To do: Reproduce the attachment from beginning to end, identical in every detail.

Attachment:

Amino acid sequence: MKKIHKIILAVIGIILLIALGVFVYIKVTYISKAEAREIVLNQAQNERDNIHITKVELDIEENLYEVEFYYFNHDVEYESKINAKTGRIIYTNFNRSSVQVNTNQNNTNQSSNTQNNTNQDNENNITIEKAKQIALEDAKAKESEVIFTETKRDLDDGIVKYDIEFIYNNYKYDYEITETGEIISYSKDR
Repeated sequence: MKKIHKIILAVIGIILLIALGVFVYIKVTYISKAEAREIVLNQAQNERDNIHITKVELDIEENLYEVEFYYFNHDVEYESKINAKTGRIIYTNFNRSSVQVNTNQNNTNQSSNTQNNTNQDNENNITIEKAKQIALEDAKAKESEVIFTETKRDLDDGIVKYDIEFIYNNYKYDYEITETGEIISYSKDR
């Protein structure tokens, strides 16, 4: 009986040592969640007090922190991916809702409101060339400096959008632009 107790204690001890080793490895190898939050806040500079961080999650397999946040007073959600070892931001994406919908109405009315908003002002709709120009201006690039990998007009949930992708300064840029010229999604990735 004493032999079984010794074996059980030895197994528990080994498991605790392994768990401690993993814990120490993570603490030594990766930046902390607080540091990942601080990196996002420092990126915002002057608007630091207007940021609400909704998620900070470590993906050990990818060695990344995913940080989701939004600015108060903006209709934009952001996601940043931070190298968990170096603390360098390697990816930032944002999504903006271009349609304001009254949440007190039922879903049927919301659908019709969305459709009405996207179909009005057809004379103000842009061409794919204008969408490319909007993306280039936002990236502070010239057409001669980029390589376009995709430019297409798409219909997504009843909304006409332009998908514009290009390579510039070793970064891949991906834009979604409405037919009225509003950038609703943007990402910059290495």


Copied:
Amino acid sequence: MKKIHKIILAVIGIILLIALGVFVYIKVTYISKAEAREIVLNQAQNERDNIHITKVELDIEENLYEVEFYYFNHDVEYESKINAKTGRIIYTNFNRSSVQVNTNQNNTNQSSNTQNNTNQDNENNITIEKAKQIALEDAKAKESEVIFTETKRDLDDGIVKYDIEFIYNNYKYDYEITETGEIISYSKDR
Repeated sequence: MKKIHKIILAVIGIILLIALGVFVYIKVTYISKAEAREIVLNQAQNERDNIHITKVELDIEENLYEVEFYYFNHDVEYESKINAKTGRIIYTNFNRSSVQVNTNQNNTNQSSNTQNNTNQDNENNITIEKAKQIALEDAKAKESEVIFTETKRDLDDGIVKYDIEFIYNNYKYDYEITETGEIISYSKDR
């Protein structure tokens, strides 16, 4: 009986040592969640007090922190991916809702409101060339400096959008632009 107790204690001890080793490895190898939050806040500079961080999650397999946040007073959600070892931001994406919908109405009315908003002002709709120009201006690039990998007009949930992708300064840029010229999604990735 004493032999079984010794074996059980030895197994528990080994498991605790392994768990401690993993814990120490993570603490030594990766930046902390607080540091990942601080990196996002420092990126915002002057608007630091207007940021609400909704998620900070470590993906050990990818060695990344995913940080989701939004600015108060903006209709934009952001996601940043931070190298968990170096603390360098390697990816930032944002999504903006271009349609304001009254949440007190039922879903049927919301659908019709969305459709009405996207179909009005057809004379103000842009061409794919204008969408490319909007993306280039936002990236502070010239057409001669980029390589376009995709430019297409798409219909997504009843909304006409332009998908514009290009390579510039070793970064891949991906834009979604409405037919009225509003950038609703943007990402910059290495």